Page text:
Now that we have identified the pinouts, we simply need to identify which pin corresponds to which pin on the external component, and then connect to them using a USB-TTL serial or FTDI cable. At Attify, we have our own exploitation device called Attify Badge which could be used to perform UART, SPI, I2C and JTAG exploitation on target devices. You can find more info about the Attify badge on the http://attify.com/hardware-hacking-kit/.
To identify the individual pins in the pinouts, we could either use a multimeter or a logic analyzer. Alternatively, we could also use devices like JTAGulator (which we will cover in the next post during JTAG exploitation). For this post and the sake of simplicity, we will use our friendly tool Multimeter to identify the individual pins. A multimeter is a device which helps us analyse both the voltage and current on a target device. You could use a low end $10 digital multimeter for this exercise.
Identifying pinouts using Multimeter
We will start off by identifying Ground. You don’t need to power on your device for this one. First, put your multimeter on the continuity mode. Continuity mode is shown as the volume icon on the multimeter.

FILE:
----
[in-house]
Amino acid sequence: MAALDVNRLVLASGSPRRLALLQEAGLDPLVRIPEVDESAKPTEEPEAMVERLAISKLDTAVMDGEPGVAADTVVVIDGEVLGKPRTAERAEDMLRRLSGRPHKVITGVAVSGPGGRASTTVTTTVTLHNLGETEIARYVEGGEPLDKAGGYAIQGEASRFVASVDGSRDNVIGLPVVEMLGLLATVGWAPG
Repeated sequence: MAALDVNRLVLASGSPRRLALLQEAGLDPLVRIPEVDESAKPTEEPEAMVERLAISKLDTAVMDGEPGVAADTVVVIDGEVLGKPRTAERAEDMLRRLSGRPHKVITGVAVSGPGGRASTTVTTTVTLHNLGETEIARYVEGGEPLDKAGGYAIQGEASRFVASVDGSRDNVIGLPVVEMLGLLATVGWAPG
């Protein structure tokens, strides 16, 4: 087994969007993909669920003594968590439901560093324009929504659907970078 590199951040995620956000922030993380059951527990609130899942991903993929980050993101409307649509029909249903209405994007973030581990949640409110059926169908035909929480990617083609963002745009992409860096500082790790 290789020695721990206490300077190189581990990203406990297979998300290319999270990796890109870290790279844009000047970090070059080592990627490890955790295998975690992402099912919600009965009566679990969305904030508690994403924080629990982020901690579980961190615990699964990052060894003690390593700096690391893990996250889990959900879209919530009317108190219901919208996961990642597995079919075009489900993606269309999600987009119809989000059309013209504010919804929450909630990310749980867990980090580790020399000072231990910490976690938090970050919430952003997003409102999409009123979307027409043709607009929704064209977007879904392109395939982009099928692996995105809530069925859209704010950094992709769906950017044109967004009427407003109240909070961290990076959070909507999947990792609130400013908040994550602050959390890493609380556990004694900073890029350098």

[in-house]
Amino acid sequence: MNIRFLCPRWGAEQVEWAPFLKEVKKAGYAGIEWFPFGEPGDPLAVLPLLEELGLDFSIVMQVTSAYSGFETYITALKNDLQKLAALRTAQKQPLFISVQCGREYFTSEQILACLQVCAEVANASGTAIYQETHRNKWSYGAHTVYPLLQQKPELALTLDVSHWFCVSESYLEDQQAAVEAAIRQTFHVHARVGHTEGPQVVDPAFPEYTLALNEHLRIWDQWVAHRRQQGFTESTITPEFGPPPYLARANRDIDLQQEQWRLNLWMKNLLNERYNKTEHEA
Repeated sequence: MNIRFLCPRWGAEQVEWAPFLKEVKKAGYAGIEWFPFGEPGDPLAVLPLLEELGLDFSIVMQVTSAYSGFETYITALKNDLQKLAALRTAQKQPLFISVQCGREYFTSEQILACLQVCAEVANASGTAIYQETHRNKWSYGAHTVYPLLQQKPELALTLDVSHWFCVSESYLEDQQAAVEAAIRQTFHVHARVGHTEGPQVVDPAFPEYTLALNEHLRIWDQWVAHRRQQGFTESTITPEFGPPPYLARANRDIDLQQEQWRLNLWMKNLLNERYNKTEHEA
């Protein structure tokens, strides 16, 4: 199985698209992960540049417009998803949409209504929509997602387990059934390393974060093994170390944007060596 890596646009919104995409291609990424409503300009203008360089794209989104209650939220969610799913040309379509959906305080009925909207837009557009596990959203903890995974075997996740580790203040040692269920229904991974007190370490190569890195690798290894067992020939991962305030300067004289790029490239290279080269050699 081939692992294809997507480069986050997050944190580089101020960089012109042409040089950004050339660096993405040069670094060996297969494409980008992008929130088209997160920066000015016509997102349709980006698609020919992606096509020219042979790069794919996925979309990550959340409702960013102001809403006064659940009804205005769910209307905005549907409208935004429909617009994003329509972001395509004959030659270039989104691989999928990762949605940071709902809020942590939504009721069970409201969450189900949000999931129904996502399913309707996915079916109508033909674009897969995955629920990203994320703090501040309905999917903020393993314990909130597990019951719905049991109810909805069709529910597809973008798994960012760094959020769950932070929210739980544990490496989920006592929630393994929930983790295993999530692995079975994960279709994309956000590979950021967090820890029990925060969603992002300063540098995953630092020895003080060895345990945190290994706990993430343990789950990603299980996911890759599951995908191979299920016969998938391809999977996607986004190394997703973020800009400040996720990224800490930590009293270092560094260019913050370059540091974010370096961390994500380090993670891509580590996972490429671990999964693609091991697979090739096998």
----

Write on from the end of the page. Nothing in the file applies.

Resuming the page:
To identify GND, simply put the red probe on one of the pins, and the black pin on any of the metallic surfaces which you see on the board. Try this with each of the pins till you hear a “beep” sound. The pin in which you hear the sound will be the GND for that device.
Now that GND has been identified, power on your device. Keep the black probe end on the metallic surface and the red one on each of the pins, till you see the voltage fluctuating significantly and finally coming to almost a standstill on a higher value. This will be our Transmit (Tx).
The remaining two pins are Rx and Vcc. To identify Vcc, simply keep the black probe on the metallic surface and move the red probe to the remaining pins. The pin which holds a constant high value is what will be our Vcc.
Now since only a single pin will be remaining, it is safe to assume that it will be Receive (Rx). In case you want to go for detecting Rx, it will usually be a very less voltage value since there is not a lot of information coming into the device from our system.
Once we have identified all the four pins, it is time for us to communicate with it using the FT232 device (or USB-TTL).
Identifying baud rate